Europe Fintech

Millennials feel the squeeze but find creative ways to save

  • Millennials save £100’s a month sharing resources.

  • 50% of millennials already share their car, mortgage and even clothes. Sharing economy is here to stay, experts predict, with the economic impact of coronavirus leading to more flexible, disruptive business models. Millennials and Gen Z’s are reducing their outgoings by hundreds of pounds a month in the wake of coronavirus through the sharing economy, according to new research.

The study, carried out by flexible car insurance provider, Cuvva ( ) found that the trend is likely to continue, with 50% of millennials already sharing their car, mortgage and even clothes to save cash. Almost half (45%) of those who car share said they decided to do so in order to save money on public transport, saving on average £100 per month.

Don Slater, Associate Professor and Reader of Sociology at the London School of Economics, predicts that these trends will be intensified in the current pandemic: “Particularly after the pandemic, and Brexit, precarity, inequality and poverty are likely to grow; at the same time, culture and technology shifts are likely to continue to make sharing opportunities more mainstream, creative and valued by people. “What’s new with millennials and Gen Z’s is that the usual culture shifts have collided with massively unstable social conditions. They cannot get houses, cars, workspaces, etc., and have learned to pool resources and to look for micro-savings through sharing or renting, rather than owning.”

It is estimated that within the next 10 years, more than 50 percent ( ) of the global economy will be derived from the sharing economy sectors – with the trend driven by technological advancements. And, as with Airbnb, which was founded in the wake of the 2008 financial crisis, the economic downturn caused by coronavirus could lead to a number of industries being revolutionised.

According to a recent study from Frost & Sullivan ( ) , car sharing was on track to more than double globally by 2025 before lockdown. Slater also predicts economic uncertainty will lead to a greater need for on-demand, flexible business models. “Flexibility and mobility – enabled by technology – are lifestyle essentials because they are key to everyday survival. Both production and consumption are increasingly based on the just-in-time principle so that you don’t commit resources forward into an unpredictable future. Sharing is one way of pooling scarce resources in order to spend just enough for now, and no more.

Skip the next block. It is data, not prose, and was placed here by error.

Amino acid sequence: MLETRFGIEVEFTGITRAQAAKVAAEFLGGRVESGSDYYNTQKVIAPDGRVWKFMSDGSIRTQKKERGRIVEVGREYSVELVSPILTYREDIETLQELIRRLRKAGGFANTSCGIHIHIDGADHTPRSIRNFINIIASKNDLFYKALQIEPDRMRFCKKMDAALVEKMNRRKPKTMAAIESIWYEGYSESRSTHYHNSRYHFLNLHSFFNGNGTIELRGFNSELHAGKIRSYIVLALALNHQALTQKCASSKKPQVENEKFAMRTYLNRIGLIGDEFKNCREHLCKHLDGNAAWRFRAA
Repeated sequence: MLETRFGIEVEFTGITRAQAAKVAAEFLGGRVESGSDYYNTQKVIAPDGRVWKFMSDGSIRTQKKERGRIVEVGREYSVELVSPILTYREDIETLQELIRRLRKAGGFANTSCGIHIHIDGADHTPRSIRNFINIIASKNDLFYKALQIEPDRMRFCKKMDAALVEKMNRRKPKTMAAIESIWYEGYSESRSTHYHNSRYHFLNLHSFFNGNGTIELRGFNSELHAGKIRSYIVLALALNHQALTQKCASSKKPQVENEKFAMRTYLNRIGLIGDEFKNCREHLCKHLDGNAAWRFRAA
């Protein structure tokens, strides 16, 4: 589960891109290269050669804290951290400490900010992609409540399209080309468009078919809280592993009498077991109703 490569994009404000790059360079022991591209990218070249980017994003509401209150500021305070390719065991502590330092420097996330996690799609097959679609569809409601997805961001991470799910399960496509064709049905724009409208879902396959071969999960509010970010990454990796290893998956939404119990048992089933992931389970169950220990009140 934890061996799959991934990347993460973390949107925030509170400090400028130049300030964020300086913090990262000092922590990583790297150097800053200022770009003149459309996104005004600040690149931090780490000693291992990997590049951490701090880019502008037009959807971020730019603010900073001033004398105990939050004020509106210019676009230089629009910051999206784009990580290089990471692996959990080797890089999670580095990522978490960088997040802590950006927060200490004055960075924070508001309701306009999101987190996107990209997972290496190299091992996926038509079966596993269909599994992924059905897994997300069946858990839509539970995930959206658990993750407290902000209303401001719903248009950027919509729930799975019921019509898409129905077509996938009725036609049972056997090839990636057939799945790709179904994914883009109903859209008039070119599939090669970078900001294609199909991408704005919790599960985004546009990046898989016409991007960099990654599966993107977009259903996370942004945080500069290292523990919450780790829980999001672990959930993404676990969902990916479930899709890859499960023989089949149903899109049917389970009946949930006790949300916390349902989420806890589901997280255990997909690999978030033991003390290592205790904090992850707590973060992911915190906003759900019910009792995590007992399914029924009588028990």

“A car insurance app is a perfect example of this: supporting flexible car and travel use on a per trip or short term basis.” Freddy Macnamara, founder of Cuvva, said: “Flexible business models have been gaining ground, simply because they’re better suited towards customers’ actual needs. “Car insurance is a particularly good example of an industry in serious need of modernisation, fairness and more flexibility. Car usage is shifting to suit people’s current needs and on-demand lifestyles – long-term annual car policies are no longer fit-for-purpose for many Britons. [Case study available – the couple who saved £60 per month through car sharing on their commute before the pandemic, and will continue to do so once restrictions are lifted.]

Ryan Oates, 28, a sales manager from Leeds, comments on how the pandemic will continue to change the way he and his girlfriend commute to work: “Even before the lockdown, my girlfriend and I decided to start driving into Leeds together for work, mainly because it made so much sense, saving time and a lot of money. It used to take her at least an hour to get to work on the bus. “Since August 2019, we’ve been travelling in to work together which has saved us around £60 per month, which we’re hoping to be able to put towards a holiday in Thailand once things go back to normal! Once restrictions are lifted, we’ll continue to commute this way as not only does it save us money, but it’s a much safer option that abides by social distancing measures.” [Case study available – the friends who bought a property together after university to avoid high-rent costs and get on the mortgage ladder quicker. ]

Pippa Nicholls, 26, a dentist from Harrogate bought her current home with her friend: “We decided to buy a property together as friends after we moved back home from university. The area where we both wanted to live is quite expensive and it would have taken us a couple of years to save up a deposit to buy on our own. Seeing as we both had similar ideas on where we were looking and what we were looking for, we decided to buy together which meant we were able to buy after only one year. “It was a great decision which meant we got into the property market earlier and mortgage payments are also more reasonable.”

The sharing economy – and the flexibility it offers – is here to stay, with more industries likely to see the same disruption seen in the hospitality industry. “We’re about to see some big changes in how people spend their money,” adds Macnamara. “Who knows – car sharing could be this decade’s Airbnb.” For further insight into the future of the sharing economy, and tips on how to pool resources to save time and money, visit: ( )


  • Editorial Director of the The Fintech Times

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